The embryonic nervous system is a hollow tube consisting of elongated neural progenitor cells, which extend from the inner to the outer surface of the tube. In a section inside the tube called the ventricular zone (VZ), these cells divide and produce immature neurons that migrate outwards. This involves well-characterized movements that are coupled to cell division. After a cell divides at the inner-most VZ region, the nuclei migrate to the outer region, where they synthesize new DNA before returning.
To determine how the direction of movement is coupled to the cell division cycle, Yoichi Kosodo and colleagues in Matsuzaki's group at RIKEN Center for Developmental Biology labeled nuclei in the embryonic mouse brain with green fluorescent protein. This enabled them to not only track their movements in cultured brain slices using a video-imaging system, but also correlate their positions with phases of the cell cycle. They found that outward nuclear migration involves back and forth ratcheting motions and occurs more slowly than inward migration.
Importantly, they discovered that blocking the cell cycle before DNA synthesis caused nuclei to accumulate at the outer VZ surface (Fig.1), and reduced outward migration. Nuclei migrating back inwards normally crowd out those just finished dividing, thus pushing them away from the inner VZ surface.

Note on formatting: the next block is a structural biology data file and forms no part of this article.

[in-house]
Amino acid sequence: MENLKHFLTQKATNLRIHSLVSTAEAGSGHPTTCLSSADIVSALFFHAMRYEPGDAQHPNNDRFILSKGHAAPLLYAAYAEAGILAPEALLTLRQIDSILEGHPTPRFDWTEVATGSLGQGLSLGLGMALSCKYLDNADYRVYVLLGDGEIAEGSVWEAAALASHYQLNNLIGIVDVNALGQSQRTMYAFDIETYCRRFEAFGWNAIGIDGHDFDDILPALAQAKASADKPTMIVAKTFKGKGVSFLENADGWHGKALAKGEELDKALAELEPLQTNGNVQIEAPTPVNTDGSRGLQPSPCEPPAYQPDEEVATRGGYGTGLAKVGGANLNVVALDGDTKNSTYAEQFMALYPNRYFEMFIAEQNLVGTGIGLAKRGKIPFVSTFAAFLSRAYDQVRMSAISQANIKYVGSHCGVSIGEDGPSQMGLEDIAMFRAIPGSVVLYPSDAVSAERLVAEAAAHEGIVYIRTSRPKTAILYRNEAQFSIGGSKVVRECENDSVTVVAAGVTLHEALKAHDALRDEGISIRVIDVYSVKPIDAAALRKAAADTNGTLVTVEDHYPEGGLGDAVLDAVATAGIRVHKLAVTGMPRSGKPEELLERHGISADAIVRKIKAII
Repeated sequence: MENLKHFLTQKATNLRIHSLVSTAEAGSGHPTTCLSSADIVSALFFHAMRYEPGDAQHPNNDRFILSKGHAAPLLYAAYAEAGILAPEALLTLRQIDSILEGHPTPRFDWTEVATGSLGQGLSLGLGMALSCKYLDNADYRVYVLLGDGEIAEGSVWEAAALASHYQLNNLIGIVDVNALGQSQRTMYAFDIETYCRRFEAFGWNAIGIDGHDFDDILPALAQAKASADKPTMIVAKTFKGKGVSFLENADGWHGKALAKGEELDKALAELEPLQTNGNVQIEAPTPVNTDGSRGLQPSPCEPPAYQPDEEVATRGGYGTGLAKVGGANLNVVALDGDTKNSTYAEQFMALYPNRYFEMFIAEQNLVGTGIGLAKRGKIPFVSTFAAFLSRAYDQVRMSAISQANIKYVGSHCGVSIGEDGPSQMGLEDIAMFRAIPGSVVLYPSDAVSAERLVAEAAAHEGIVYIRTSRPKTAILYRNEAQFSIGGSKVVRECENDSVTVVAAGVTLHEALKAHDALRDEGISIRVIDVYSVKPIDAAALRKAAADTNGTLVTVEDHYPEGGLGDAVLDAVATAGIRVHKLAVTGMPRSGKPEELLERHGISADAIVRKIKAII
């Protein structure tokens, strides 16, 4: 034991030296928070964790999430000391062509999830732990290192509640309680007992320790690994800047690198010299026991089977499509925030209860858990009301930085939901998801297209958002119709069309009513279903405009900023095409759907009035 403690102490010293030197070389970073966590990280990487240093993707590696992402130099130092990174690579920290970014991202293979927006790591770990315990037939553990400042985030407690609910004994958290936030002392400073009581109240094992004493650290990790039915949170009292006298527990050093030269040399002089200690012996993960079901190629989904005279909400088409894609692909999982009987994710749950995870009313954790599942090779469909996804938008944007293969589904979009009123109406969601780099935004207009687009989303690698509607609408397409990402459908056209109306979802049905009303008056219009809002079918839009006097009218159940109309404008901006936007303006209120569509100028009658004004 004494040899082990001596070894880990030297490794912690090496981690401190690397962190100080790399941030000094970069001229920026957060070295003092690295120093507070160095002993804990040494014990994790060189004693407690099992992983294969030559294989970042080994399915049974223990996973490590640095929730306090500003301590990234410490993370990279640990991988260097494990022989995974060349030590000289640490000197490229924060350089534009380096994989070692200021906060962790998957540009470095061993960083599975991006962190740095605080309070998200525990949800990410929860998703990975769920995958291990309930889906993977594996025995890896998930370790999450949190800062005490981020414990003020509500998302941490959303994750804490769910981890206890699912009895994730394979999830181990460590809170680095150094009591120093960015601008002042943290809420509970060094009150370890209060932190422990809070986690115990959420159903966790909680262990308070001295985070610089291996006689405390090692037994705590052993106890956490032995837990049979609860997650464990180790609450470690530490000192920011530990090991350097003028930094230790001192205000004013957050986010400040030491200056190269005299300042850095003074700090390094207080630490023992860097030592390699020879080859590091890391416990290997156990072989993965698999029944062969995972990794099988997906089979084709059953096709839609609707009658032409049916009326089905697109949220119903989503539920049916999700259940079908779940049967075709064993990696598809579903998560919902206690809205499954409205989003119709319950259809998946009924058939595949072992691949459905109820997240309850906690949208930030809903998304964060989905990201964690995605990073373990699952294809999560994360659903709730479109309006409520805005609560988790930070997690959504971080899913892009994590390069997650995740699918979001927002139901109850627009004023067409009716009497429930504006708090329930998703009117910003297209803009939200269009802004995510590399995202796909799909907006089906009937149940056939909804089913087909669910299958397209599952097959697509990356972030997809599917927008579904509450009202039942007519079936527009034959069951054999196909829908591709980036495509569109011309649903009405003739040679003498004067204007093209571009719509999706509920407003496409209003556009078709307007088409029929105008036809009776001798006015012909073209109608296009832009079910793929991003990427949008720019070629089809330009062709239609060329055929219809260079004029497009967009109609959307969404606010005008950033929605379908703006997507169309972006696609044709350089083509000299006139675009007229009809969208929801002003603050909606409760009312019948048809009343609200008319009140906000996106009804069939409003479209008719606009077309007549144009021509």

Examining their results further, the researchers computationally modeled nuclear migration, and incorporated fluorescent magnetic beads into the inner VZ surface. They observed the beads moving away from the inner VZ surface, and remaining at its outer region.
The researchers also showed that inward migration is closely linked to microtubule reorganization orchestrated by a protein called Tpx2, which is initially expressed in the nuclei of progenitors before moving to the mitotic spindle. This separates newly duplicated chromosomes. Translocation of Tpx2 to the cell region nearest the inner VZ surface promotes migration of the nucleus in that direction by microtubule re-organization. Reducing Tpx2 activity lowered the velocity of inward migration, but introducing the human Tpx2 gene into the cells lacking Tpx2 restored normal speed.
The researchers conclude that two mechanisms maintain brain structure during development. One couples cell migration to the cell cycle, and occurs independently of other cells, with Tpx2 providing an active driving force; and the other involves interactions between the nuclei in the VZ.
More information: Kosodo, Y., et al. Regulation of interkinetic nuclear migration by cell cycle-coupled active and passive mechanisms in the developing brain. The EMBO Journal 30, 16901704 (2011).